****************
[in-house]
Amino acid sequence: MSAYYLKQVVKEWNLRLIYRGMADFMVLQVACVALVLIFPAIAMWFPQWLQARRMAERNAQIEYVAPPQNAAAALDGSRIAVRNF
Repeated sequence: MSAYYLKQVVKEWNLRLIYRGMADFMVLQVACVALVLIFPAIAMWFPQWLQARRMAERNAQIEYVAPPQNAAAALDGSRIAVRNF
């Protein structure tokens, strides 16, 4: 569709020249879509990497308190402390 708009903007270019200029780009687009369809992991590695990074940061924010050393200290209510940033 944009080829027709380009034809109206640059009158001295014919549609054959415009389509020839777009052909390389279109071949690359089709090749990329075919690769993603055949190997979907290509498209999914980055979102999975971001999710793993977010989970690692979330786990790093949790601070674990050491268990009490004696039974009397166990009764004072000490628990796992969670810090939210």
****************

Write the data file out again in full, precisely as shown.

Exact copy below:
[in-house]
Amino acid sequence: MSAYYLKQVVKEWNLRLIYRGMADFMVLQVACVALVLIFPAIAMWFPQWLQARRMAERNAQIEYVAPPQNAAAALDGSRIAVRNF
Repeated sequence: MSAYYLKQVVKEWNLRLIYRGMADFMVLQVACVALVLIFPAIAMWFPQWLQARRMAERNAQIEYVAPPQNAAAALDGSRIAVRNF
């Protein structure tokens, strides 16, 4: 569709020249879509990497308190402390 708009903007270019200029780009687009369809992991590695990074940061924010050393200290209510940033 944009080829027709380009034809109206640059009158001295014919549609054959415009389509020839777009052909390389279109071949690359089709090749990329075919690769993603055949190997979907290509498209999914980055979102999975971001999710793993977010989970690692979330786990790093949790601070674990050491268990009490004696039974009397166990009764004072000490628990796992969670810090939210």